One note: To those like myself, (Modern American) Christianity was never a viable answer. In part, because it doesn’t speak to this anger – and in part, because it has a certain dopey clumsiness to it. Evangelical Christianity always seemed like a haven for televangelical grifters with their grifted base, and Catholicism as a nest of hypocrites led by pedophiles. That was the cultural perception, at least. In the face of what I perceived to be the horrifying reality of modern life; religious faith seemed an ineffectual solution. Alongside this was the perception that Christians were largely domesticated, inoffensive, and tame – despite all leftist protestations to the contrary. Yet a soul that burns with fury does not seek to be placated and resents that which would tame it. I believe this is one reason the post-Christian far right is in ascendancy — they alone have found the words to give voice to this rage of many young men/boys.

For my part, that rage stayed with me until my early 20s, until it consumed itself leaving ashes and an absolute depression in its wake. At which point, the idea of transition — having haunted me for years – no longer disgusted me. It was never about deluding myself into believing that I really was a woman, but rather accepting the nature of the desires I felt and symbolically making them a part of myself and inscribing that truth into my body.

I offer my example partly because I know it well, yet all because I’ve had enough experience in the LGBT world to know that isn’t truly special. I’ve served on diversity committees at a high level in elite academic institutions, supervised multiple LGBT youth groups, participated in online discords, and borne witness to the cultural flows that orient people to transition. Many of these young adults/teenagers are highly intelligent but disgusted by the state of our society for reasons they struggle to put to words. Even as it is the very same that offers them incredible freedom and encourages their explorations in identity. Often enough, they are indoctrinated into the web of cultural leftism, intellectually blocking them from any vantage that might offer higher insight on their natures. Many are shaped to have a disposition to desire gender transition, long before they stumble on the concept.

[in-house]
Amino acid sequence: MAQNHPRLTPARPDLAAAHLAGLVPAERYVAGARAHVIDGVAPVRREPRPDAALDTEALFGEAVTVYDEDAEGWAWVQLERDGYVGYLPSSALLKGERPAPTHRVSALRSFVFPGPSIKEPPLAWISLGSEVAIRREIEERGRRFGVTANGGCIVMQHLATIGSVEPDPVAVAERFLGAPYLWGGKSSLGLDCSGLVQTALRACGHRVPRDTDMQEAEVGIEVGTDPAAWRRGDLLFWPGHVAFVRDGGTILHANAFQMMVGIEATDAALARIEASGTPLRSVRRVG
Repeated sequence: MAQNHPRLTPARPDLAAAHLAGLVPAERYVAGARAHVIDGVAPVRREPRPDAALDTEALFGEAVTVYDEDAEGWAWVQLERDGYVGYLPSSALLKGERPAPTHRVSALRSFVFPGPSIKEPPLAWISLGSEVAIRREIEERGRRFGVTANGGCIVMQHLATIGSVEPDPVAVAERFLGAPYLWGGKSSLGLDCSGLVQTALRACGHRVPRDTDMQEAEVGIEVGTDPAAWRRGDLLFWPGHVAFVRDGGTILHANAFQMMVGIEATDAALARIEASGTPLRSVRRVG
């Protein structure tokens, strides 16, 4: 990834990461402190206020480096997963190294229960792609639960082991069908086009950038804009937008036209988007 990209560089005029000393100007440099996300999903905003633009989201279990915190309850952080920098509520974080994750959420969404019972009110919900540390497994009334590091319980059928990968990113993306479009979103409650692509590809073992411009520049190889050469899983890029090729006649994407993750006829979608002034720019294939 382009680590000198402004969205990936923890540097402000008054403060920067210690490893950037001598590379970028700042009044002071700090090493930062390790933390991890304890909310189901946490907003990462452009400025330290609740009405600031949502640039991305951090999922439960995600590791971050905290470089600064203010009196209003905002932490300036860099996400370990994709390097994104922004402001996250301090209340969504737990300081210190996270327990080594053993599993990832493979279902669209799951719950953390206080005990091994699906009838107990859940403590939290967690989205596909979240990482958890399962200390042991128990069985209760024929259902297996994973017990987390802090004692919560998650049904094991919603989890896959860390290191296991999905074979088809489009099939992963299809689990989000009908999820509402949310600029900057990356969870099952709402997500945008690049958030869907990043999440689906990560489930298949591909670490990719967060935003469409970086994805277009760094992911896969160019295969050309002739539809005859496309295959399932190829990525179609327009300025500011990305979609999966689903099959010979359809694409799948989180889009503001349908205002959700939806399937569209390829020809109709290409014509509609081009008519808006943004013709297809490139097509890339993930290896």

Men like Orban can patch the decay and delay it a few years – but the root cause is much deeper than things like drag queen story hour, or a salacious children’s book on gender identity. These are symptoms – but the fundamental problem is not a ‘desire to be trans’, but a ‘desire to not be a man’. A boy who enjoys being a boy will never find himself culturally groomed into transitioning, but one conditioned to despise his nature needs only the faintest push. Suppression only goes so far – and until these root causes are addressed with a more desirable and beautiful idea of masculinity, I believe this social process will continue.

Ending on a personal note, I don’t regret my choice to transition, and I wouldn’t do a moment in my life differently. I found the love that I always sought, and that alone redeems my mistakes. But I cannot help but think that many who are transitioning now are inviting great pain upon themselves, and will find no such deliverance. For them, the rest of their lives will be lived in a state of perpetual resentment, haunted by demons they cannot name.

This is really profound stuff, and I thank the reader for writing it. It’s easy to see that in many ways, modernity also teaches women to fear and loathe their femininity. The reader gives me a lot to think about. I don’t want to give a hasty response.

Remember: I will not post your comment if you speak insultingly to or about this reader. 

about the author

Rod Dreher is a senior editor at The American Conservative. A veteran of three decades of magazine and newspaper journalism, he has also written three New York Times bestsellers—Live Not By Lies, The Benedict Option, and The Little Way of Ruthie Lemingas well as Crunchy Cons and How Dante Can Save Your Life. Dreher lives in Baton Rouge, La.